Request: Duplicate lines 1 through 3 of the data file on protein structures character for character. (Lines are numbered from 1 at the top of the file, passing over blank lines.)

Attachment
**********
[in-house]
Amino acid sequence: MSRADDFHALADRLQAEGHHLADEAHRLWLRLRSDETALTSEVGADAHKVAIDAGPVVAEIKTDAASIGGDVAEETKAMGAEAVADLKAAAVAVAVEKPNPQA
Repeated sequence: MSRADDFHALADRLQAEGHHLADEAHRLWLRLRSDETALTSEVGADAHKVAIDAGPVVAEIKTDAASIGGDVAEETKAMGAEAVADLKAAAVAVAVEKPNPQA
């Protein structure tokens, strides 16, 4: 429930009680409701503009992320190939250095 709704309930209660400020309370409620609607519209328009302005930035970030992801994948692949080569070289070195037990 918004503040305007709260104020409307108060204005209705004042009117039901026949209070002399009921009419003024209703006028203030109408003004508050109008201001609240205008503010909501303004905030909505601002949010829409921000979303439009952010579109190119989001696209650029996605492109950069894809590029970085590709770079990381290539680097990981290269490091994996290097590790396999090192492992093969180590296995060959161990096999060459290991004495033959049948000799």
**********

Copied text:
[in-house]
Amino acid sequence: MSRADDFHALADRLQAEGHHLADEAHRLWLRLRSDETALTSEVGADAHKVAIDAGPVVAEIKTDAASIGGDVAEETKAMGAEAVADLKAAAVAVAVEKPNPQA
Repeated sequence: MSRADDFHALADRLQAEGHHLADEAHRLWLRLRSDETALTSEVGADAHKVAIDAGPVVAEIKTDAASIGGDVAEETKAMGAEAVADLKAAAVAVAVEKPNPQA